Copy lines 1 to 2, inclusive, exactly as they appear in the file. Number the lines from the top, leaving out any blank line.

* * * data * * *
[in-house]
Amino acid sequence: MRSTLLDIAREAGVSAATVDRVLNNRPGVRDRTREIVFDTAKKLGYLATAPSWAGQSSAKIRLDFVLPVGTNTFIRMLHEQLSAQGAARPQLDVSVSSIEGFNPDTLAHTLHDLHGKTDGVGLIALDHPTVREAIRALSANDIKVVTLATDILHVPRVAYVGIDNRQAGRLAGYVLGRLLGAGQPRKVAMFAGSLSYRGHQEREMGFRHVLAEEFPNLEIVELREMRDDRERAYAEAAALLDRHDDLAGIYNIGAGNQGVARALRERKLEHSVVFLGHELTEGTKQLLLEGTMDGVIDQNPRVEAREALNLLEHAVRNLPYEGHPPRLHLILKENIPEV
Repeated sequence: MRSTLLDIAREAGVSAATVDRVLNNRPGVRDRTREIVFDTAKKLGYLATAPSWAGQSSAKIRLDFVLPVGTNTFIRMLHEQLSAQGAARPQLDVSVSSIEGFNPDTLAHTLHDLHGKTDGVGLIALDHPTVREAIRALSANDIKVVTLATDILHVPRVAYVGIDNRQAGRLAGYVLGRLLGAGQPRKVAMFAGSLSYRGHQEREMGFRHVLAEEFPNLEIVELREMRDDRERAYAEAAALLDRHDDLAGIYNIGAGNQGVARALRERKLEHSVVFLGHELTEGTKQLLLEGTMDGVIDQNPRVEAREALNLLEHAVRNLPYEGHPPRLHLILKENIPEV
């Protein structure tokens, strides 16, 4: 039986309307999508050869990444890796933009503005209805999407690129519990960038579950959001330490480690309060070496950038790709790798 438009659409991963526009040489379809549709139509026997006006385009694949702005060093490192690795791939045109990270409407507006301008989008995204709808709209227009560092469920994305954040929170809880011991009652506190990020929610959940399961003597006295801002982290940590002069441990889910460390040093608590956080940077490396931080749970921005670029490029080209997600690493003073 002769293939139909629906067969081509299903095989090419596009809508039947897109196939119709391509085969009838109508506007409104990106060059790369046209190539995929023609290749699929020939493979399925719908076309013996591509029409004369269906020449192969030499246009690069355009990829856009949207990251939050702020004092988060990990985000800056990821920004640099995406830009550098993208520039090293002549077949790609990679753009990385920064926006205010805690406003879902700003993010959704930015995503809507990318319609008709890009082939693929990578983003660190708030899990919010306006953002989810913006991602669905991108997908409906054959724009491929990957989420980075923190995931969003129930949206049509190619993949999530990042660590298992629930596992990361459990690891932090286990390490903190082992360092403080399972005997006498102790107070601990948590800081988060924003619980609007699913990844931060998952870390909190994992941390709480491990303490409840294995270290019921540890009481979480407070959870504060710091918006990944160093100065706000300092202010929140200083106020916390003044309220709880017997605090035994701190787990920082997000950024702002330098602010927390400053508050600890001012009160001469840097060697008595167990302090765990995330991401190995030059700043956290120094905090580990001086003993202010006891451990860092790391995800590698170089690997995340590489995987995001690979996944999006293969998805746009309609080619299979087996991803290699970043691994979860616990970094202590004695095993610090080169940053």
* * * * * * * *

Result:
[in-house]
Amino acid sequence: MRSTLLDIAREAGVSAATVDRVLNNRPGVRDRTREIVFDTAKKLGYLATAPSWAGQSSAKIRLDFVLPVGTNTFIRMLHEQLSAQGAARPQLDVSVSSIEGFNPDTLAHTLHDLHGKTDGVGLIALDHPTVREAIRALSANDIKVVTLATDILHVPRVAYVGIDNRQAGRLAGYVLGRLLGAGQPRKVAMFAGSLSYRGHQEREMGFRHVLAEEFPNLEIVELREMRDDRERAYAEAAALLDRHDDLAGIYNIGAGNQGVARALRERKLEHSVVFLGHELTEGTKQLLLEGTMDGVIDQNPRVEAREALNLLEHAVRNLPYEGHPPRLHLILKENIPEV